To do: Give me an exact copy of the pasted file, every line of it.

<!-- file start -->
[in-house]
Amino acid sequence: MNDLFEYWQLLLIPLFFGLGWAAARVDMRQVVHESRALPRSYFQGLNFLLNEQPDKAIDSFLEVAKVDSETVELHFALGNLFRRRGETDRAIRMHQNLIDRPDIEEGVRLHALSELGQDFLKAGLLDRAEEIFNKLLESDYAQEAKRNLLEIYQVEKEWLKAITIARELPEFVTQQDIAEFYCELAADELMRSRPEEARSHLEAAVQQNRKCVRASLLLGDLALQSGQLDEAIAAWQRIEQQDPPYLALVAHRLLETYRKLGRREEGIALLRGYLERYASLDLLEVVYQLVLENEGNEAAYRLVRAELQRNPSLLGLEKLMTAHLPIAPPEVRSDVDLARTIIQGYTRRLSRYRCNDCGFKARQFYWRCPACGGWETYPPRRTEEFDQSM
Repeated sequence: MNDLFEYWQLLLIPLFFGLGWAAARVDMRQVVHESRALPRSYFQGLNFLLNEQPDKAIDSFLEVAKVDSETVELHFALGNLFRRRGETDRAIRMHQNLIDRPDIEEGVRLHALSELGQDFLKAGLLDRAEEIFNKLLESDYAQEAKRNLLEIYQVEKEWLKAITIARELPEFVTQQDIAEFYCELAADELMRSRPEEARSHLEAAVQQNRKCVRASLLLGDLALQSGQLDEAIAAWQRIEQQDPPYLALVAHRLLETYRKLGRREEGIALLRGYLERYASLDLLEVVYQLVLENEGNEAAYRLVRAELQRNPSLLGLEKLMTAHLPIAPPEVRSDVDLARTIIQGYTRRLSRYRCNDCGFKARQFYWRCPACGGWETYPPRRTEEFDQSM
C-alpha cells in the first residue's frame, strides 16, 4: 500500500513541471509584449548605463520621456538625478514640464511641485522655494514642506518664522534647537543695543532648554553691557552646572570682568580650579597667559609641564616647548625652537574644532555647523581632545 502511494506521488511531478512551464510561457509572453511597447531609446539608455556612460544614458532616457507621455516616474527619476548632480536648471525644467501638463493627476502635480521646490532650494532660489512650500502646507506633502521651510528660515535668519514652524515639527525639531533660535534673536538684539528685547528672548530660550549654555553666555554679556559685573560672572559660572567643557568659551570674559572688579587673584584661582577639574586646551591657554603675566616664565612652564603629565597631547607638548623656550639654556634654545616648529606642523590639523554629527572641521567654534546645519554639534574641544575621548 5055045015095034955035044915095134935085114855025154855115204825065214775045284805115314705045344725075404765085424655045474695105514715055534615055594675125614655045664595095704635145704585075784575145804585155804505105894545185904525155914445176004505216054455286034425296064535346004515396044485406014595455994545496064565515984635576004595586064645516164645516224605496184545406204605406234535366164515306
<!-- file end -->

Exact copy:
[in-house]
Amino acid sequence: MNDLFEYWQLLLIPLFFGLGWAAARVDMRQVVHESRALPRSYFQGLNFLLNEQPDKAIDSFLEVAKVDSETVELHFALGNLFRRRGETDRAIRMHQNLIDRPDIEEGVRLHALSELGQDFLKAGLLDRAEEIFNKLLESDYAQEAKRNLLEIYQVEKEWLKAITIARELPEFVTQQDIAEFYCELAADELMRSRPEEARSHLEAAVQQNRKCVRASLLLGDLALQSGQLDEAIAAWQRIEQQDPPYLALVAHRLLETYRKLGRREEGIALLRGYLERYASLDLLEVVYQLVLENEGNEAAYRLVRAELQRNPSLLGLEKLMTAHLPIAPPEVRSDVDLARTIIQGYTRRLSRYRCNDCGFKARQFYWRCPACGGWETYPPRRTEEFDQSM
Repeated sequence: MNDLFEYWQLLLIPLFFGLGWAAARVDMRQVVHESRALPRSYFQGLNFLLNEQPDKAIDSFLEVAKVDSETVELHFALGNLFRRRGETDRAIRMHQNLIDRPDIEEGVRLHALSELGQDFLKAGLLDRAEEIFNKLLESDYAQEAKRNLLEIYQVEKEWLKAITIARELPEFVTQQDIAEFYCELAADELMRSRPEEARSHLEAAVQQNRKCVRASLLLGDLALQSGQLDEAIAAWQRIEQQDPPYLALVAHRLLETYRKLGRREEGIALLRGYLERYASLDLLEVVYQLVLENEGNEAAYRLVRAELQRNPSLLGLEKLMTAHLPIAPPEVRSDVDLARTIIQGYTRRLSRYRCNDCGFKARQFYWRCPACGGWETYPPRRTEEFDQSM
C-alpha cells in the first residue's frame, strides 16, 4: 500500500513541471509584449548605463520621456538625478514640464511641485522655494514642506518664522534647537543695543532648554553691557552646572570682568580650579597667559609641564616647548625652537574644532555647523581632545 502511494506521488511531478512551464510561457509572453511597447531609446539608455556612460544614458532616457507621455516616474527619476548632480536648471525644467501638463493627476502635480521646490532650494532660489512650500502646507506633502521651510528660515535668519514652524515639527525639531533660535534673536538684539528685547528672548530660550549654555553666555554679556559685573560672572559660572567643557568659551570674559572688579587673584584661582577639574586646551591657554603675566616664565612652564603629565597631547607638548623656550639654556634654545616648529606642523590639523554629527572641521567654534546645519554639534574641544575621548 5055045015095034955035044915095134935085114855025154855115204825065214775045284805115314705045344725075404765085424655045474695105514715055534615055594675125614655045664595095704635145704585075784575145804585155804505105894545185904525155914445176004505216054455286034425296064535346004515396044485406014595455994545496064565515984635576004595586064645516164645516224605496184545406204605406234535366164515306